244 F3d 606 Okon Iyamba Immigration and Naturalization Service Board of Immigration Appeals
244 F.3d 606 (8th Cir. 2001)
OKON E. IYAMBA, PETITIONER,
IMMIGRATION AND NATURALIZATION SERVICE, BOARD OF IMMIGRATION APPEALS, RESPONDENT.
UNITED STATES COURT OF APPEALS FOR THE EIGHTH CIRCUIT
Submitted: March 6, 2001
Filed: March 9, 2001
Petition for Review of an Order of the Immigration and Naturalization Service.
Patrick J. Page, St. Paul, MN, for petitioner.
Michael T. Dougherty, Washington, DC, for respondent.
Before Hansen, Morris Sheppard Arnold, and Bye, Circuit Judges.
This case hinges on the proof and validity of an extra-judicial customary divorce in Nigeria. Okon E. Iyamba initially came to the United States from Nigeria on a student visa. His status was adjusted to that of a lawful permanent resident in September 1983 upon his marriage to an American citizen. In a 1992 order to show cause, the Immigration and Naturalization Service charged him with deportability under the Immigration and Nationality Act § 241(a)(1)(B) (now 8 U.S.C. § 1227(a)(1)(B)), alleging he was ineligible for the status adjustment because his prior marriage to Lucy Iyamba, a Nigerian citizen, had not been legally terminated. According to Mr. Iyamba, in 1981 he returned to Nigeria, where his father and Lucy Iyamba's father conducted an extra-judicial customary divorce.
The documentary evidence included Mr. Iyamba's application for suspension of deportation, an "Affidavit of Divorce" from Lucy Iyamba's father, and an order from a Nigerian magistrate. After reviewing this evidence and hearing testimony from Mr. Iyamba, Lucy Iyamba, and one of their daughters, the Immigration Judge (IJ) found Mr. Iyamba to be deportable, and denied his application for suspension of deportation and his request for voluntary departure. He appealed to the Board of Immigration Appeals (BIA) which, after conducting an independent review, dismissed the appeal.
In his petition to this court, Mr. Iyamba makes several arguments, some of which are misdirected, as they relate to the IJ's decision; because the BIA conducted an independent review of the IJ's findings, appellate review is of the BIA's decision. See Perez v. INS, 96 F.3d 390, 392 (9th Cir. 1996). Having reviewed the BIA's factual findings for substantial evidence and its legal determinations de novo, according substantial deference to its interpretation of the statutes and regulations it administers, we deny Mr. Iyamba's petition. See Tang v. INS, 223 F.3d 713, 718-19 (8th Cir. 2000) (standard of review).
Assuming an extra-judicial divorce is possible in the region of Nigeria in which Mr. Iyamba previously lived, we nonetheless agree with the BIA's conclusion that he was deportable. The Nigerian magistrate's order does not reflect that the magistrate ascertained any steps taken to obtain the divorce, let alone the kind of steps outlined in documents submitted to the IJ; rather, it appears to indicate only that customary divorce is possible. The affidavit, in turn, is too conclusory to provide evidence that the required steps for a customary divorce occurred. See Dabaase v. INS, 627 F.2d 117, 119 (8th Cir. 1980) (per curiam) (in denying petition for review of deportation order, noting petitioner's evidence--letters detailing his efforts to secure various forms of evidence and "conclusory affidavit" of his Ghanaian wife asserting only that she had been divorced from petitioner "under the Ghanaian Tribal Native Customs Divorce"-- did not establish, inter alia, that "pertinent ceremonial procedures were followed"). We also agree with the BIA that Mr. Iyamba's testimony was too vague to corroborate the documentary evidence that the required ceremonial-divorce formalities occurred. Cf. Rucu-Roberti v. INS, 177 F.3d 669, 670 (8th Cir. 1999) (per curiam) (noting BIA's conclusion that asylum seeker's "vague" testimony was insufficient to meet her burden of proof). For example, he omitted on his suspension application the dates of his alleged trip to Nigeria during which he contends he was divorced, he testified that his application contained accurate dates; he provided no explanation why he divorced other than that the marriage "didn't work"; though he allegedly went to Nigeria for the divorce, he could not explain what occurred there; and he provided inconsistent testimony as to dates of other events. Cf. Hamzehi v. INS, 64 F.3d 1240, 1243-44 (8th Cir. 1995) (because "vagueness, confusion, and inconsistencies" permeated petitioners' testimony, they failed to establish asylum claim; while inconsistencies do not necessarily justify denial of claims supported by more substantial evidence, weaknesses in petitioners' testimony were fatal because this court was left without compelling evidence).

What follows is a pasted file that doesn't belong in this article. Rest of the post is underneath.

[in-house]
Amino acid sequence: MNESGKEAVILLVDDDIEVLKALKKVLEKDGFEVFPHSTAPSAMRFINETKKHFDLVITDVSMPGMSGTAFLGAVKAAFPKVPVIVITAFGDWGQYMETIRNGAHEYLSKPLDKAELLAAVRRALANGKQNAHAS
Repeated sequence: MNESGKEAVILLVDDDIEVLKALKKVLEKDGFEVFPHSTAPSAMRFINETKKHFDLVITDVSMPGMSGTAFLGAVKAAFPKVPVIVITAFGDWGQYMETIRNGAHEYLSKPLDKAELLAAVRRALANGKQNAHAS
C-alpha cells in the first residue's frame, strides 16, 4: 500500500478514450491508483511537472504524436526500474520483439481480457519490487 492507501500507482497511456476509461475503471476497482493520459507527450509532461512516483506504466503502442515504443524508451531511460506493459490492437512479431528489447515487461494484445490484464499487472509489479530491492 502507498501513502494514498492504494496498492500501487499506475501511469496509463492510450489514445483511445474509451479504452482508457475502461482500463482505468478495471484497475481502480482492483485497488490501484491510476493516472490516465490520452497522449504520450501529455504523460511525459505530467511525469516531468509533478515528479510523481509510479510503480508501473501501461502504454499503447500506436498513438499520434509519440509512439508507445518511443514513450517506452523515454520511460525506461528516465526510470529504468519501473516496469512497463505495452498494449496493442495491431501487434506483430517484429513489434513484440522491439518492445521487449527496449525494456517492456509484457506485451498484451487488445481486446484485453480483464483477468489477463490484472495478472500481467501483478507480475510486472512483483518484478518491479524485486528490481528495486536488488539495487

As to the BIA's suspension-of-deportation determination, our precedent forecloses Mr. Iyamba's argument that the BIA erroneously ignored his accumulation of physical presence in the United States after issuance of the show cause order. See Afolayan v. INS, 219 F.3d 784, 788-89 (8th Cir. 2000) (continuous-physical-presence clock stops and does not start anew after service of show cause order). Finally, although Mr. Iyamba argues that the BIA erred in denying his motion to remand, no evidence in the record suggests he even filed such a motion.
Accordingly, we deny the petition.